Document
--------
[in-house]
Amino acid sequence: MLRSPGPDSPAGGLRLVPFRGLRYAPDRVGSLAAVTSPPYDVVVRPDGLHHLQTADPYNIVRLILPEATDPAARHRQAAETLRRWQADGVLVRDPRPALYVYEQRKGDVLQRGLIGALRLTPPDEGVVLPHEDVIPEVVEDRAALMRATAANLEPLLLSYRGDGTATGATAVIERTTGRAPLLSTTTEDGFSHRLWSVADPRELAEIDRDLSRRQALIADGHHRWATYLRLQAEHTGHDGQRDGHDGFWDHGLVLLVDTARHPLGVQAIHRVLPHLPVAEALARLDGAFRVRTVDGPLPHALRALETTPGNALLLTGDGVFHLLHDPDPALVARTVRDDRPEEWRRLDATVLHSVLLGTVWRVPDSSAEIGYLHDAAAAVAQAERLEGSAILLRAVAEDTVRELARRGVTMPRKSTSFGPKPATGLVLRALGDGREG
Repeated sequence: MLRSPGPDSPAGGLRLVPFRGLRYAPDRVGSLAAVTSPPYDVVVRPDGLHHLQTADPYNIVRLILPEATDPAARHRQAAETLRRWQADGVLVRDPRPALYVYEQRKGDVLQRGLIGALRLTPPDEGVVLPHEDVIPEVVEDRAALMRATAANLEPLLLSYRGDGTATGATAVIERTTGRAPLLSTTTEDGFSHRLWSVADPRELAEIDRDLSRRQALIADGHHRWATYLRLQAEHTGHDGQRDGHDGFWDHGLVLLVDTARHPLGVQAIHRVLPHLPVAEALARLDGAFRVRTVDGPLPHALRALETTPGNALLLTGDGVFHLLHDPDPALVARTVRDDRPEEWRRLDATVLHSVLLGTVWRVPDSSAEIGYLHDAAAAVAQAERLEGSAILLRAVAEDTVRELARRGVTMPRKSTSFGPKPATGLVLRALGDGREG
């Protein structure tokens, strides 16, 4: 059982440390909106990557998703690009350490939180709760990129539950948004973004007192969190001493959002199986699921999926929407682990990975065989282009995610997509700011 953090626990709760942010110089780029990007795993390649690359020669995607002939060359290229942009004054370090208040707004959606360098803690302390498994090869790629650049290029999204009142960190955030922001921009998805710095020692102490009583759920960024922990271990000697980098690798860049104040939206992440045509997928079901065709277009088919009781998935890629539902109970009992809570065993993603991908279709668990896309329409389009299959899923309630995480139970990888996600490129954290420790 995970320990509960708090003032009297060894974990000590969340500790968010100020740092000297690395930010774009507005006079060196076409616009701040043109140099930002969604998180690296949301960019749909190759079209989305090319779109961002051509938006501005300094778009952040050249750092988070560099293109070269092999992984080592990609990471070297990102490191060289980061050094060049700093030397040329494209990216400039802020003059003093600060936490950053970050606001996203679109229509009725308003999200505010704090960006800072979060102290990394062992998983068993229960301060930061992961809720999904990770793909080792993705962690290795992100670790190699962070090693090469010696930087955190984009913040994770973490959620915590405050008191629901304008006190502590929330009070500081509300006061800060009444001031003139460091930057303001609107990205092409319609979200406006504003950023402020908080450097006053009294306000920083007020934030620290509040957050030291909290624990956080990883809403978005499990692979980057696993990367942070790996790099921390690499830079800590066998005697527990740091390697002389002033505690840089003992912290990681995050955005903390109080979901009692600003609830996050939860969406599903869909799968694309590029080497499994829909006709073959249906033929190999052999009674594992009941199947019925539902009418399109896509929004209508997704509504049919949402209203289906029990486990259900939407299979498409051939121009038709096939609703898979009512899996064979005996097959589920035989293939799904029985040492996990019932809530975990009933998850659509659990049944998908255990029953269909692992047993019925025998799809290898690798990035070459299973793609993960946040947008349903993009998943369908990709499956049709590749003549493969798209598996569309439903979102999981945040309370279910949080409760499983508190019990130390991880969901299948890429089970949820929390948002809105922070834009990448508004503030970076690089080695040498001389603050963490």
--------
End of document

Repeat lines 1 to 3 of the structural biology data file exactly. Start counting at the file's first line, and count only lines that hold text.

[in-house]
Amino acid sequence: MLRSPGPDSPAGGLRLVPFRGLRYAPDRVGSLAAVTSPPYDVVVRPDGLHHLQTADPYNIVRLILPEATDPAARHRQAAETLRRWQADGVLVRDPRPALYVYEQRKGDVLQRGLIGALRLTPPDEGVVLPHEDVIPEVVEDRAALMRATAANLEPLLLSYRGDGTATGATAVIERTTGRAPLLSTTTEDGFSHRLWSVADPRELAEIDRDLSRRQALIADGHHRWATYLRLQAEHTGHDGQRDGHDGFWDHGLVLLVDTARHPLGVQAIHRVLPHLPVAEALARLDGAFRVRTVDGPLPHALRALETTPGNALLLTGDGVFHLLHDPDPALVARTVRDDRPEEWRRLDATVLHSVLLGTVWRVPDSSAEIGYLHDAAAAVAQAERLEGSAILLRAVAEDTVRELARRGVTMPRKSTSFGPKPATGLVLRALGDGREG
Repeated sequence: MLRSPGPDSPAGGLRLVPFRGLRYAPDRVGSLAAVTSPPYDVVVRPDGLHHLQTADPYNIVRLILPEATDPAARHRQAAETLRRWQADGVLVRDPRPALYVYEQRKGDVLQRGLIGALRLTPPDEGVVLPHEDVIPEVVEDRAALMRATAANLEPLLLSYRGDGTATGATAVIERTTGRAPLLSTTTEDGFSHRLWSVADPRELAEIDRDLSRRQALIADGHHRWATYLRLQAEHTGHDGQRDGHDGFWDHGLVLLVDTARHPLGVQAIHRVLPHLPVAEALARLDGAFRVRTVDGPLPHALRALETTPGNALLLTGDGVFHLLHDPDPALVARTVRDDRPEEWRRLDATVLHSVLLGTVWRVPDSSAEIGYLHDAAAAVAQAERLEGSAILLRAVAEDTVRELARRGVTMPRKSTSFGPKPATGLVLRALGDGREG